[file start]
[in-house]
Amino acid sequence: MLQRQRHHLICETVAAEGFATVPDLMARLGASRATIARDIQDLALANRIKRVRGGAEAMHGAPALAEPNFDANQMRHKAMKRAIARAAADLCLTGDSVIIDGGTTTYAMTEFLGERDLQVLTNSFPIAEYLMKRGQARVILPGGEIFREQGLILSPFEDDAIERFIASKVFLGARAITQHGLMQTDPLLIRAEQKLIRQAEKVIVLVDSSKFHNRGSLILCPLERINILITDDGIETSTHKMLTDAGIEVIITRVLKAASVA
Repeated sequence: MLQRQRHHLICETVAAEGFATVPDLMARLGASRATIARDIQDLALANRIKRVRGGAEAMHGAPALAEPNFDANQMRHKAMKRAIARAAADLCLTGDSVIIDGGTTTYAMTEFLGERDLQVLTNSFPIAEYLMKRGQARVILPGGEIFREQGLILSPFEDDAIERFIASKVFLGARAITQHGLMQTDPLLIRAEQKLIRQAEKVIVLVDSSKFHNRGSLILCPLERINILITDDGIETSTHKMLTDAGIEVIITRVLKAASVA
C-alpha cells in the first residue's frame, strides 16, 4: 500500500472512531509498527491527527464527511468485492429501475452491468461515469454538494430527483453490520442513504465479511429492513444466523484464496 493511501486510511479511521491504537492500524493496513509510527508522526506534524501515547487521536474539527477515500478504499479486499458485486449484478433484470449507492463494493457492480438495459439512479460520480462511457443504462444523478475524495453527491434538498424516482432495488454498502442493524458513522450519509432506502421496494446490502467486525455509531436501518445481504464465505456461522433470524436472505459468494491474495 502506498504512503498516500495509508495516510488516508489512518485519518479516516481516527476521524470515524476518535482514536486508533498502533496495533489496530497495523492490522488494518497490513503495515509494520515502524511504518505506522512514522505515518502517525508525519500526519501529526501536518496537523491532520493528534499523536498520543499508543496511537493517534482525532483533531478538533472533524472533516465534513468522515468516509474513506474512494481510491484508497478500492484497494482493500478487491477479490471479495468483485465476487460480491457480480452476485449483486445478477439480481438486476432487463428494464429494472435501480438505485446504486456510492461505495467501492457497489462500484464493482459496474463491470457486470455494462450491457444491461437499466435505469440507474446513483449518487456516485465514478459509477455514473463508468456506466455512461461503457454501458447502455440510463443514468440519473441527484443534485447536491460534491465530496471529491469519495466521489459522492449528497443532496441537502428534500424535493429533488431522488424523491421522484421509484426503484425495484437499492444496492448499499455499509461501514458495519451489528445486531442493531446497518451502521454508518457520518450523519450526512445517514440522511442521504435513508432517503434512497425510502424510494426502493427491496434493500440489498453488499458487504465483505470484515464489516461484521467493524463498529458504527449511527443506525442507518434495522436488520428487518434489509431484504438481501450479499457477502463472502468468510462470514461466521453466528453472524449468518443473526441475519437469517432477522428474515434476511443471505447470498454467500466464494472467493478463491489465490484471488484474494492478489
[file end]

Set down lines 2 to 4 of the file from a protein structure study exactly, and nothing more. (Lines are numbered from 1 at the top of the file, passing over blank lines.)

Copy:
Amino acid sequence: MLQRQRHHLICETVAAEGFATVPDLMARLGASRATIARDIQDLALANRIKRVRGGAEAMHGAPALAEPNFDANQMRHKAMKRAIARAAADLCLTGDSVIIDGGTTTYAMTEFLGERDLQVLTNSFPIAEYLMKRGQARVILPGGEIFREQGLILSPFEDDAIERFIASKVFLGARAITQHGLMQTDPLLIRAEQKLIRQAEKVIVLVDSSKFHNRGSLILCPLERINILITDDGIETSTHKMLTDAGIEVIITRVLKAASVA
Repeated sequence: MLQRQRHHLICETVAAEGFATVPDLMARLGASRATIARDIQDLALANRIKRVRGGAEAMHGAPALAEPNFDANQMRHKAMKRAIARAAADLCLTGDSVIIDGGTTTYAMTEFLGERDLQVLTNSFPIAEYLMKRGQARVILPGGEIFREQGLILSPFEDDAIERFIASKVFLGARAITQHGLMQTDPLLIRAEQKLIRQAEKVIVLVDSSKFHNRGSLILCPLERINILITDDGIETSTHKMLTDAGIEVIITRVLKAASVA
C-alpha cells in the first residue's frame, strides 16, 4: 500500500472512531509498527491527527464527511468485492429501475452491468461515469454538494430527483453490520442513504465479511429492513444466523484464496 493511501486510511479511521491504537492500524493496513509510527508522526506534524501515547487521536474539527477515500478504499479486499458485486449484478433484470449507492463494493457492480438495459439512479460520480462511457443504462444523478475524495453527491434538498424516482432495488454498502442493524458513522450519509432506502421496494446490502467486525455509531436501518445481504464465505456461522433470524436472505459468494491474495 502506498504512503498516500495509508495516510488516508489512518485519518479516516481516527476521524470515524476518535482514536486508533498502533496495533489496530497495523492490522488494518497490513503495515509494520515502524511504518505506522512514522505515518502517525508525519500526519501529526501536518496537523491532520493528534499523536498520543499508543496511537493517534482525532483533531478538533472533524472533516465534513468522515468516509474513506474512494481510491484508497478500492484497494482493500478487491477479490471479495468483485465476487460480491457480480452476485449483486445478477439480481438486476432487463428494464429494472435501480438505485446504486456510492461505495467501492457497489462500484464493482459496474463491470457486470455494462450491457444491461437499466435505469440507474446513483449518487456516485465514478459509477455514473463508468456506466455512461461503457454501458447502455440510463443514468440519473441527484443534485447536491460534491465530496471529491469519495466521489459522492449528497443532496441537502428534500424535493429533488431522488424523491421522484421509484426503484425495484437499492444496492448499499455499509461501514458495519451489528445486531442493531446497518451502521454508518457520518450523519450526512445517514440522511442521504435513508432517503434512497425510502424510494426502493427491496434493500440489498453488499458487504465483505470484515464489516461484521467493524463498529458504527449511527443506525442507518434495522436488520428487518434489509431484504438481501450479499457477502463472502468468510462470514461466521453466528453472524449468518443473526441475519437469517432477522428474515434476511443471505447470498454467500466464494472467493478463491489465490484471488484474494492478489